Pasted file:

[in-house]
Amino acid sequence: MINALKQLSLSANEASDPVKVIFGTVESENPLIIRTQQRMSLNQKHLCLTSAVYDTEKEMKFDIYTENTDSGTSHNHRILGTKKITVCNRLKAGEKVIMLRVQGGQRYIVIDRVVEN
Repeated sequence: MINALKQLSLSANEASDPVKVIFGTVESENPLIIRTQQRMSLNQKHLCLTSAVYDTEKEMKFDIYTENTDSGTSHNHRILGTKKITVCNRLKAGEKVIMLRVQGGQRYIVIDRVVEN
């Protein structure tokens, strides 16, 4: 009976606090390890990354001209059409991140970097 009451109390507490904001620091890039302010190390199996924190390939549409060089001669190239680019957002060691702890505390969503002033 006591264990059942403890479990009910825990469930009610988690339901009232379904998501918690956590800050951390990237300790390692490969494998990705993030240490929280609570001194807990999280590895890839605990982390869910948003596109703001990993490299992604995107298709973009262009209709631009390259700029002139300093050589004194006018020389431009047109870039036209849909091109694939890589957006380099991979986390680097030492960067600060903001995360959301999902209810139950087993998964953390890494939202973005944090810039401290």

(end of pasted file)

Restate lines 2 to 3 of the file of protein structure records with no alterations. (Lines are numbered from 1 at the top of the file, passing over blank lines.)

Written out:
Amino acid sequence: MINALKQLSLSANEASDPVKVIFGTVESENPLIIRTQQRMSLNQKHLCLTSAVYDTEKEMKFDIYTENTDSGTSHNHRILGTKKITVCNRLKAGEKVIMLRVQGGQRYIVIDRVVEN
Repeated sequence: MINALKQLSLSANEASDPVKVIFGTVESENPLIIRTQQRMSLNQKHLCLTSAVYDTEKEMKFDIYTENTDSGTSHNHRILGTKKITVCNRLKAGEKVIMLRVQGGQRYIVIDRVVEN